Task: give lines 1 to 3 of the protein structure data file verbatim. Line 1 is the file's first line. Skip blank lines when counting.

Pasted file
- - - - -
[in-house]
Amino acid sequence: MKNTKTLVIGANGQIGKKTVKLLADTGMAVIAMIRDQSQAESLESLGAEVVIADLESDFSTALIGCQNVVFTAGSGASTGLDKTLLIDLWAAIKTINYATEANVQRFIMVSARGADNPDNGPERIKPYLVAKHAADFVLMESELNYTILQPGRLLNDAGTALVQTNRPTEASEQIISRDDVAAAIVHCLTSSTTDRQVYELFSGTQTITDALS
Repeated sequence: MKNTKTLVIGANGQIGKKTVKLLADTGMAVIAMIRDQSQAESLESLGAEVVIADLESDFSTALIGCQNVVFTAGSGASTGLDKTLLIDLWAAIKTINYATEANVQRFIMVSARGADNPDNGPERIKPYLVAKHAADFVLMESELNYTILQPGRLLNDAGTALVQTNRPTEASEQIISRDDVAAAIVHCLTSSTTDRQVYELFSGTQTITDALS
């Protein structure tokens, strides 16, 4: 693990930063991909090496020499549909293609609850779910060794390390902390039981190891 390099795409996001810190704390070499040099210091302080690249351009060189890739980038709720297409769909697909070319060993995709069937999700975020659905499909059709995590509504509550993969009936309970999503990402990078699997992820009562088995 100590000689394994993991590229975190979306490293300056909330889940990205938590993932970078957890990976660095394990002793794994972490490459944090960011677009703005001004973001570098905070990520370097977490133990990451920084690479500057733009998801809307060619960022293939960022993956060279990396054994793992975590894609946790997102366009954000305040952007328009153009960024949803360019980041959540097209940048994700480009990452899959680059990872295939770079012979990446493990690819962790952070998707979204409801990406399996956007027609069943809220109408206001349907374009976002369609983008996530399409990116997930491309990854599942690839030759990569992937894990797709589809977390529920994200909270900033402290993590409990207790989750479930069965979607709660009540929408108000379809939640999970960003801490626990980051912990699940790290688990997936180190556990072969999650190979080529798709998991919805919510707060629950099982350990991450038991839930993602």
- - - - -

[in-house]
Amino acid sequence: MKNTKTLVIGANGQIGKKTVKLLADTGMAVIAMIRDQSQAESLESLGAEVVIADLESDFSTALIGCQNVVFTAGSGASTGLDKTLLIDLWAAIKTINYATEANVQRFIMVSARGADNPDNGPERIKPYLVAKHAADFVLMESELNYTILQPGRLLNDAGTALVQTNRPTEASEQIISRDDVAAAIVHCLTSSTTDRQVYELFSGTQTITDALS
Repeated sequence: MKNTKTLVIGANGQIGKKTVKLLADTGMAVIAMIRDQSQAESLESLGAEVVIADLESDFSTALIGCQNVVFTAGSGASTGLDKTLLIDLWAAIKTINYATEANVQRFIMVSARGADNPDNGPERIKPYLVAKHAADFVLMESELNYTILQPGRLLNDAGTALVQTNRPTEASEQIISRDDVAAAIVHCLTSSTTDRQVYELFSGTQTITDALS